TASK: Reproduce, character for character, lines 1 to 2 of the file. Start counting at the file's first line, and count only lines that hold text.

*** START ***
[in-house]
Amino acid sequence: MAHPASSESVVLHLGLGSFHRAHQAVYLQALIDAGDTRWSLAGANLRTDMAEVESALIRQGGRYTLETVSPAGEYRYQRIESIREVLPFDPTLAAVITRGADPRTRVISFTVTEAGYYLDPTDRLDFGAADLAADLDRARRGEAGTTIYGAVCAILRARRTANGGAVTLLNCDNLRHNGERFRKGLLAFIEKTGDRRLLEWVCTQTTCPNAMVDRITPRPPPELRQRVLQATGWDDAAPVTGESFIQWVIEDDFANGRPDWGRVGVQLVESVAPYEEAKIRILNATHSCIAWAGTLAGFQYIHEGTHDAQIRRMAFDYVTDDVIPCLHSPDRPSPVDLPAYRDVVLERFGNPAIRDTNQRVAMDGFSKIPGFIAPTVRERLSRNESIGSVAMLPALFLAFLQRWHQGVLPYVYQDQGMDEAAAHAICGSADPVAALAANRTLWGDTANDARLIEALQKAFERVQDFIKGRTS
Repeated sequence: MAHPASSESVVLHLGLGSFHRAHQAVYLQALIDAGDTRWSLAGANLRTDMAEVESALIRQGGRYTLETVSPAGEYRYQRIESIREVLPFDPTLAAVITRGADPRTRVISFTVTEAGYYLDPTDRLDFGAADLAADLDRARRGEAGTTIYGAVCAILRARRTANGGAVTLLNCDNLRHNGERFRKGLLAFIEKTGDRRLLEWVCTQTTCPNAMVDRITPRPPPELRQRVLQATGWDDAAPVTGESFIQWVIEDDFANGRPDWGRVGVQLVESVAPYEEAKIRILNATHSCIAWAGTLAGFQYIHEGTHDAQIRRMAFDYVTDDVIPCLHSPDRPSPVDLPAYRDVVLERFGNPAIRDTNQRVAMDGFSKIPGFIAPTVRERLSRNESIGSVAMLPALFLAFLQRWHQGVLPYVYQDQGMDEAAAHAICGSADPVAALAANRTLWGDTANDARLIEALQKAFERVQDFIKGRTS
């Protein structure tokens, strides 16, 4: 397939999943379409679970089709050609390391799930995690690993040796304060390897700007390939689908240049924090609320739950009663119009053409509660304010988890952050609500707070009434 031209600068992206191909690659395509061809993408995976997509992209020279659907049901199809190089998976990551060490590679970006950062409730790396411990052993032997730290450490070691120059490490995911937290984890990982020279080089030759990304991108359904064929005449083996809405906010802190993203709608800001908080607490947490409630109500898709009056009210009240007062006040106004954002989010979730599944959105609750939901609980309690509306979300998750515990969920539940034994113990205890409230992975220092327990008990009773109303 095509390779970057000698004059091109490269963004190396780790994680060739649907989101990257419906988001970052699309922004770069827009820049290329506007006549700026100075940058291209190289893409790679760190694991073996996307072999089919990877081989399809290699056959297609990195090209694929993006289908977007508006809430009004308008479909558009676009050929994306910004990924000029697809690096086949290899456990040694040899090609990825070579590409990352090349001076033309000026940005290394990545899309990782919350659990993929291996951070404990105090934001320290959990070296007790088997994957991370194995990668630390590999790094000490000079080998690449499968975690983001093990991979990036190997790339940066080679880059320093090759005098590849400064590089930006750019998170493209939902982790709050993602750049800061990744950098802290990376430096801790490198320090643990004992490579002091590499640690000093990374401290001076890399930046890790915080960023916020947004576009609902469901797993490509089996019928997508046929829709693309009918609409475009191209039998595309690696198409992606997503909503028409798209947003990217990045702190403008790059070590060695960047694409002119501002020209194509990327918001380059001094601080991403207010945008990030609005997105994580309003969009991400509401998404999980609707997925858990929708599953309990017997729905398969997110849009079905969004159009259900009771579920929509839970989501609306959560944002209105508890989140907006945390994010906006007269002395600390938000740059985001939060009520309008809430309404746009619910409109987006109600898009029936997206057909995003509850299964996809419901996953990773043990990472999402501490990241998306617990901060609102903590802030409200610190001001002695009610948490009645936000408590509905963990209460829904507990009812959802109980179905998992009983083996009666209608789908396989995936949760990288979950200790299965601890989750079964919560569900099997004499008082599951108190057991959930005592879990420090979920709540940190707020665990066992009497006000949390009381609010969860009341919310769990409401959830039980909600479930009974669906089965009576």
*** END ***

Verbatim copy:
[in-house]
Amino acid sequence: MAHPASSESVVLHLGLGSFHRAHQAVYLQALIDAGDTRWSLAGANLRTDMAEVESALIRQGGRYTLETVSPAGEYRYQRIESIREVLPFDPTLAAVITRGADPRTRVISFTVTEAGYYLDPTDRLDFGAADLAADLDRARRGEAGTTIYGAVCAILRARRTANGGAVTLLNCDNLRHNGERFRKGLLAFIEKTGDRRLLEWVCTQTTCPNAMVDRITPRPPPELRQRVLQATGWDDAAPVTGESFIQWVIEDDFANGRPDWGRVGVQLVESVAPYEEAKIRILNATHSCIAWAGTLAGFQYIHEGTHDAQIRRMAFDYVTDDVIPCLHSPDRPSPVDLPAYRDVVLERFGNPAIRDTNQRVAMDGFSKIPGFIAPTVRERLSRNESIGSVAMLPALFLAFLQRWHQGVLPYVYQDQGMDEAAAHAICGSADPVAALAANRTLWGDTANDARLIEALQKAFERVQDFIKGRTS